Australian Journal of Botany Australian Journal of Botany Society
Southern hemisphere botanical ecosystems

On the Nature of Gondwanan Species Flocks: Diversity of Proteaceae in Mediterranean South-western Australia and South Africa

Richard M. Cowling and Byron B. Lamont

Australian Journal of Botany 46(4) 335 - 355
Published: 1998


The Proteaceae, a Gondwanan family, are richly represented in South Africa’s Cape Floristic Region (CFR) (331 species, 14 genera) and Australia’s South West Botanical Province (SWBP) (682 species, 16 genera). Both of these regions have mediterranean-type climates, infertile soils, similar geomorphic and climatic histories, and show strong convergences in plant form and function. There are many similarities in the patterns and ecological correlates of diversity in the CFR and SWBP Proteaceae. First, both floras are overwhelmingly endemic, with many large genera and correspondingly high species to genus ratios, indicating massive in situ diversification (species flocks). Second, on both continents, high habitat (mainly edaphic) specialisation leads to similar levels of beta diversity. Third, most species are non-sprouters (i.e. killed by fire) and of intermediate size. There are, however, several divergences in these patterns and correlates. First, in the SWBP, Proteaceae invariably emerge as one of the largest families in florulas, whereas they occupy a much lower rank in the CFR. Second, species numbers in the SWBP peak in landscapes having intermediate levels of annual rainfall, whereas CFR Proteaceae diversity peaks in the wettest areas. Third, local diversity is higher in the SWBP where Proteaceae have exploited a wider array of temporal and spatial habitats than in the CFR. Fourth, despite lower environmental heterogeneity in the SWBP, gamma (geographical) diversity is higher there. Fifth, as a result of higher local and gamma diversity, regional richness in the SWBP is more than double that of the CFR. Finally, sprouting, serotiny, bird-pollination and tall stature are proportionally more important traits in the SWBP than the CFR where most species are low, non-sprouting, myrmecochorous, insect-pollinated shrubs. Subtle differences in the historical and contemporary climates of the two regions have resulted in different processes leading to the origin of these species flocks. In the CFR, milder conditions have favoured non-sprouters (short generation times): species have accumulated largely as a result of lineage turnover. Harsher conditions in the SWBP have favoured sprouters: here species have accumulated as a result of both persistence and turnover.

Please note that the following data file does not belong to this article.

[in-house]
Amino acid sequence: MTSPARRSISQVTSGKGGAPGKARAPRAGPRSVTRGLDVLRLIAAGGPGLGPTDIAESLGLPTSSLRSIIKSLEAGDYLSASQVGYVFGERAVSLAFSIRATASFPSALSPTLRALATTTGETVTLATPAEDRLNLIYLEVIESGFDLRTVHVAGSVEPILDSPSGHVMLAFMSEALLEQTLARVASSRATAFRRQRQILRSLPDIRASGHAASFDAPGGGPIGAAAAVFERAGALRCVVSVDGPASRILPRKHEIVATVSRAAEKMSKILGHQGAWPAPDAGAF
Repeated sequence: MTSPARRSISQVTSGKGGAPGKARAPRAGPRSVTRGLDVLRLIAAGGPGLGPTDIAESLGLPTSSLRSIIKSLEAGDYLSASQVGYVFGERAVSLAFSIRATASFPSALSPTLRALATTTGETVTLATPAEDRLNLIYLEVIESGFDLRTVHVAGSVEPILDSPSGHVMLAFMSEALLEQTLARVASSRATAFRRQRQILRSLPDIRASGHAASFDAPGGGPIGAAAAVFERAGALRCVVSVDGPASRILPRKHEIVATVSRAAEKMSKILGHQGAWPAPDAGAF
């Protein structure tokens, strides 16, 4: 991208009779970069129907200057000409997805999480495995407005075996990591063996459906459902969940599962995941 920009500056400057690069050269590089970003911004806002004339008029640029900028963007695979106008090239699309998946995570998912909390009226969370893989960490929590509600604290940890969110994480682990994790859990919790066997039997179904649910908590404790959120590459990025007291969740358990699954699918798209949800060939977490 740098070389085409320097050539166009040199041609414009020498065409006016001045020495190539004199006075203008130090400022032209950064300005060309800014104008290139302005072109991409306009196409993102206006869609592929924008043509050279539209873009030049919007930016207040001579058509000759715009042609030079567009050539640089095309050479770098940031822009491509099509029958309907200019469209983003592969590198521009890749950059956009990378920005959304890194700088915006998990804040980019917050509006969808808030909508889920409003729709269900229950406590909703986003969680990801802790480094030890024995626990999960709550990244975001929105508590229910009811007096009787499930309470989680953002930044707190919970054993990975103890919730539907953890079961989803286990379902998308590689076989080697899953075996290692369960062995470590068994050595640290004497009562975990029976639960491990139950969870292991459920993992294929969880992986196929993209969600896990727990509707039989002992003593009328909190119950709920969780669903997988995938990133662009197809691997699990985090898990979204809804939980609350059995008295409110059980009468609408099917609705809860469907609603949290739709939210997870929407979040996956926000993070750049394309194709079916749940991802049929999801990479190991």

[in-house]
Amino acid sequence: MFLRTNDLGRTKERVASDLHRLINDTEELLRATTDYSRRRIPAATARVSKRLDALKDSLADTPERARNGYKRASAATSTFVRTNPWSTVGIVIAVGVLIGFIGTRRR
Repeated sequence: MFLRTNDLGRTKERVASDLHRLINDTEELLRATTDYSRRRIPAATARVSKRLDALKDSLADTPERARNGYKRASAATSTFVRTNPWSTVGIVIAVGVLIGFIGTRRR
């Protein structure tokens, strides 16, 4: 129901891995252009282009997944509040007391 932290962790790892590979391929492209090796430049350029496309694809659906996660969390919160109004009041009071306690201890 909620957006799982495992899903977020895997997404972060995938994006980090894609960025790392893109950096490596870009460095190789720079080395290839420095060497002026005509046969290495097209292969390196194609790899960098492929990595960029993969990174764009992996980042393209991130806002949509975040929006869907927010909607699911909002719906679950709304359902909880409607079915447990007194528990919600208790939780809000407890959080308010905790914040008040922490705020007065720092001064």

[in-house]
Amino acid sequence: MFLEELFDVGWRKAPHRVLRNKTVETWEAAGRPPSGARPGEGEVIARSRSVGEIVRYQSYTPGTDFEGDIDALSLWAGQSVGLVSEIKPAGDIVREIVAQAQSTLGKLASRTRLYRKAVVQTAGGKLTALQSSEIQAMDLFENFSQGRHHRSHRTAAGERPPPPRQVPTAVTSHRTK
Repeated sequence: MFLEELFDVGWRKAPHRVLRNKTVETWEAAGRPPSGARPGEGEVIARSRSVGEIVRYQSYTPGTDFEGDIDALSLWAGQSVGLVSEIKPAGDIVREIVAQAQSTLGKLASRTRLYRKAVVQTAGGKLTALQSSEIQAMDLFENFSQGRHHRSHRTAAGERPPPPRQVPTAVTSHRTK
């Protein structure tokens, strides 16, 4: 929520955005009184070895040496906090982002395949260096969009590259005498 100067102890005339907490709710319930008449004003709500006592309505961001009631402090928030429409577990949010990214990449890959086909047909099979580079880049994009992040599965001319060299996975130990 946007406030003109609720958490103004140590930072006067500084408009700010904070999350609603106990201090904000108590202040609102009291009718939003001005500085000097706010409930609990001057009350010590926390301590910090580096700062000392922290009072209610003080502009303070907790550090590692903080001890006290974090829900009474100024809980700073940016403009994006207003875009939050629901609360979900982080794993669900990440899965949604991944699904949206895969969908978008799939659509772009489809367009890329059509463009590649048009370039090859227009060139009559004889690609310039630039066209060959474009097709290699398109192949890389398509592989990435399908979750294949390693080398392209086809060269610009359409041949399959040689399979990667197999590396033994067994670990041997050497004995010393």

© CSIRO 1998

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